All good points.
Regarding support placement, there’s both an art and a science to it. Support placement is done first with sophisticated software based on complex mathematical equations that identify where supports are needed (that’s the science). The designer can then tweak the contact point locations a bit but not much. (That’s the art).
If you would like to see how your specific 3D models would be supported in an SLA printer, you can download the software Formlabs printers use for free. The software is called “PreForm”. Open your *.stl file in the software and have it “autogenerate” supports. You can change the model’s orientation and adjust support placement manually. Link: PreForm 3D Printing Software: Prepare Your Models for Printing
Other printer manufacturers are likely to have their own proprietary software matched to their printer and their resin. This is key: the software should match the printer.
To get the best results and balance the needs of the modeler with the limitations of the printer, the designer must understand the model, appreciate the modeler who will be removing the supports, and understand the limitations of the specific 3D printer. A modeler unfamiliar with the printer would certainly design too few supports to create a printable model. A printing company unfamiliar with the model is likely to orient the model in such a way that the software will place supports in locations difficult for the modeler to remove.
If there are too few supports, portions of the model won’t form or worse, the model can break up during printing. When a model breaks up during printing in an SLA 3D printer, the broken pieces can be forced through the elastic layer at the bottom of the resin tank. The resin tank has a thin membrane at the bottom that permits laser light to pass through it into the liquid resin. That membrane is called the “elastic layer”. The elastic layer is easily damaged and easily punctured. If a broken piece of the model punctures the elastic layer, the resin in the tank will leak into the printer damaging the printer. A significant resin leak can even destroy a printer. Go to any 3D printer manufacturer’s forums and see for yourself the panicked resin leak posts. The responses are typically not any more helpful than “sucks to be you”.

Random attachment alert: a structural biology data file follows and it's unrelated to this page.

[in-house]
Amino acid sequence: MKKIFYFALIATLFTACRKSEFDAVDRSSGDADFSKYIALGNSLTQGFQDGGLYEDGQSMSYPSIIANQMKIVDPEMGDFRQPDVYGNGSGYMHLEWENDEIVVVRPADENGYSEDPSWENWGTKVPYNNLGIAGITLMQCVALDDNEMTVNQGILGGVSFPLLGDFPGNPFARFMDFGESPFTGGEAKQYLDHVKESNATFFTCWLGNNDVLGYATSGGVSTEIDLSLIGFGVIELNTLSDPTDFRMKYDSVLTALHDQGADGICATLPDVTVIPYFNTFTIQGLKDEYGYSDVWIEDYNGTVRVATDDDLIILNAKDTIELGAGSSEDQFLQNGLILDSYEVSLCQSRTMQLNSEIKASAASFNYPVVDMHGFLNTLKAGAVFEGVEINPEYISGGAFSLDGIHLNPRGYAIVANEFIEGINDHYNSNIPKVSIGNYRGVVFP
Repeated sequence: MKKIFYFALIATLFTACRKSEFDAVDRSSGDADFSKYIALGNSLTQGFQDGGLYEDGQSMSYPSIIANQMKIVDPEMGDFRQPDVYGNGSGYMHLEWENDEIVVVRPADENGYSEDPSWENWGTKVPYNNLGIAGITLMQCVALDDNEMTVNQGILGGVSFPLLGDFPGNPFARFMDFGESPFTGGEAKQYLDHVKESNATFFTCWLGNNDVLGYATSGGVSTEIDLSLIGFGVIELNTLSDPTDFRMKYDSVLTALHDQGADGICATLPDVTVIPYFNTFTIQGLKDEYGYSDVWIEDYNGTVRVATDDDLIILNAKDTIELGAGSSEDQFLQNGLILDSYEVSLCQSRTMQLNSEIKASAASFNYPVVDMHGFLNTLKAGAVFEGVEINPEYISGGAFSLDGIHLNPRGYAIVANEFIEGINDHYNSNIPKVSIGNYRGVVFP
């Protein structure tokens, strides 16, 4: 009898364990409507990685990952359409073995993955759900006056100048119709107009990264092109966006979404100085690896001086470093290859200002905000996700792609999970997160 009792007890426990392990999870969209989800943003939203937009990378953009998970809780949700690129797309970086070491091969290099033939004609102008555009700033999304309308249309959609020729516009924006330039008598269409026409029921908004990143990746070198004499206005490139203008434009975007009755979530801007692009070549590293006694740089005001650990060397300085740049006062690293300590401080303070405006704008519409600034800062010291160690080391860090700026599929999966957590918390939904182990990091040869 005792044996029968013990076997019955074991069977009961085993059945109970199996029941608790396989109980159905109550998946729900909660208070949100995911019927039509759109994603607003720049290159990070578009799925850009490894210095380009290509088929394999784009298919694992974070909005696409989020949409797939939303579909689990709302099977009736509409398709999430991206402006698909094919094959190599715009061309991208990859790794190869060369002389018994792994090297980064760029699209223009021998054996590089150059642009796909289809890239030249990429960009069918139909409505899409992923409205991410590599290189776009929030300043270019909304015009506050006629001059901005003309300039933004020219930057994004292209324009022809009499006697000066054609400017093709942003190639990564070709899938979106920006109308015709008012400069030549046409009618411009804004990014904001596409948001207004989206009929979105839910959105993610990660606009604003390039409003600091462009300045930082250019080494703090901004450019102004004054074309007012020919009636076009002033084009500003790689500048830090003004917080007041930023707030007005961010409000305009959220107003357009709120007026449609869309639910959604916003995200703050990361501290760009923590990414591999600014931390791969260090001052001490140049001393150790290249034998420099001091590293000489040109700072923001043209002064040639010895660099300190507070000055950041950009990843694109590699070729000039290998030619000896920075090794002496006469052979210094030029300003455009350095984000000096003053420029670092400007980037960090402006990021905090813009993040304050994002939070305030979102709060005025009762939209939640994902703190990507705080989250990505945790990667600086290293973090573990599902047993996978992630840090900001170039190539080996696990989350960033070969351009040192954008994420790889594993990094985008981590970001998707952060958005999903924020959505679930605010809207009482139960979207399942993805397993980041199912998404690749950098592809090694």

This is why printer operators/owners require a proper support array and don’t leave that task to anyone unfamiliar with the actual printer and its requirements and limitations. A support array that protects the printer from damage trumps any other consideration, every time, hands down.
Typically, after the software places the initial supports and I tweak locations based on my experience with the printer, I add more supports. This is because sad experience has taught me that more supports, not fewer, achieve better accuracy and smoother surfaces. I understand that from the customer’s perspective, more supports is undesirable. However, accuracy and smoothness are the ultimate goals.
In addition to design problems like insufficient supports, models can fail to print properly for many reasons. In an SLA printer, the path the laser light follows to the liquid resin must be clear, clean, and free from obstructions. This “optical path” needs periodic inspection and cleaning. Some 3D printers use micro-LEDs which emit UV light (e.g. B9 Core 550). My printers use electro-controlled mirrors to direct laser-emitted UV light. A smudge on a mirror can result in a failed print. Here’s how a set of 1/350 Titanic funnels printed when a mirror became smudged:
An experienced printer owner can look at damage like that and instantly recognize that the models’ damage is characteristic of a fouled optical path. It is not related to insufficient support placement. In this case, the mirror cleaning took less than a half hour and the printer resumed working perfectly. All that was lost was time and resin.